In the documentary Surviving Progress, it is pointed out that the innate human ability to ask “why” has led to advancement into the modern time. Likewise, our predisposition for “progress” stems from an unsatisfiable urge for easier and more enriching lives. To make progress is to change from one state to a better, more desirable state.
To be sure, the terms “better” and “desirable” in this context are subjective, resulting in several concepts of progress regarding our world, including economic, environmental, and cultural/intellectual. Economic progress relates to creating more wealth in the world, environmental progress relates to preserving our Earth, and cultural or intellectual progress is the collective human wealth of ideas and interactions. Economic progress is conventionally easier to observe than other forms of progress; it is easy to acknowledge extreme wealth in some areas, but most are not regularly exposed to macrocosmic destruction to the environment like deforestation, and no one can absorb all of humanity’s cultural and intellectual progress.
As a result, especially in our capitalist society, these concepts of progress conflict with economic progress being valued immensely more than the other two forms of progress. We can observe that economic progress is more valued than intellectual progress as salaries in academia are much lower than those in industry. While some would argue that knowledge is a byproduct of fast technological advancement in industry, it is important to note that these new ideas are driven by the prospect of monetary gain rather than created for the sake of creating. Even more clear how much more society values economic progress over environmental progress. Many industries, like fashion, agriculture, and technology, will harm the environment if it is better for their bottom line to do so.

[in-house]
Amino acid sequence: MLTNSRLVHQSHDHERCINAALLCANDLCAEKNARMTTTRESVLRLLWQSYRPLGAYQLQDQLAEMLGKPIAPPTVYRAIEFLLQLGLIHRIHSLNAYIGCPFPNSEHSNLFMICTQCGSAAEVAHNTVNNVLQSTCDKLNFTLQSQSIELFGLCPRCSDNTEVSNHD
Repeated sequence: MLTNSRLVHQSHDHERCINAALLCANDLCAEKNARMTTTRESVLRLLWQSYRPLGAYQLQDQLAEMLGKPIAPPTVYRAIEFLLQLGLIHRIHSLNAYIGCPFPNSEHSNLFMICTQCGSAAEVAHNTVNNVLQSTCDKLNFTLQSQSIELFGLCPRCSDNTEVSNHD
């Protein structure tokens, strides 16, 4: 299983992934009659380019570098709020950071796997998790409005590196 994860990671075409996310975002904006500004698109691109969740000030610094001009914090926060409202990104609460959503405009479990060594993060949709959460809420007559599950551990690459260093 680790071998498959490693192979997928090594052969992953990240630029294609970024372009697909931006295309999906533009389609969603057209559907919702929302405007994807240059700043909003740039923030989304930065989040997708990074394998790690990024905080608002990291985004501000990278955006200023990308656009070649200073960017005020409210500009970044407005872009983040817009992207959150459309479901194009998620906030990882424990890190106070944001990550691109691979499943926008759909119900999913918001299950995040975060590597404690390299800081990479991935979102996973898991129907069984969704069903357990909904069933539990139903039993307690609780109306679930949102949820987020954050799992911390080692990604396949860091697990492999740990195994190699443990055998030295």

Nonetheless, it is possible for these definitions of progress to be reconciled into one definition that leads to advancement in all three forms, with proper motives in mind and the willingness to make compromises. To be sure, economic progress even provides motives to allow for environmental progress; for example, like mentioned in Surviving Progress, non-renewable resources—which are often detrimental to our environment after being processed—are slowly being replaced by renewable technology using synthetic biology.
In my opinion, this new mentality towards progress, one that promotes advancement in all three forms of progress would be the ideal way for humanity to continue. While there would be tradeoffs to make, like consuming less, it would be the optimal method to ensure the thriving of humanity for future generations. With that said, this reconciled way of progress must be stimulated with a push in cultural progress, specifically shifting lifestyles to be more sustainable and compromising.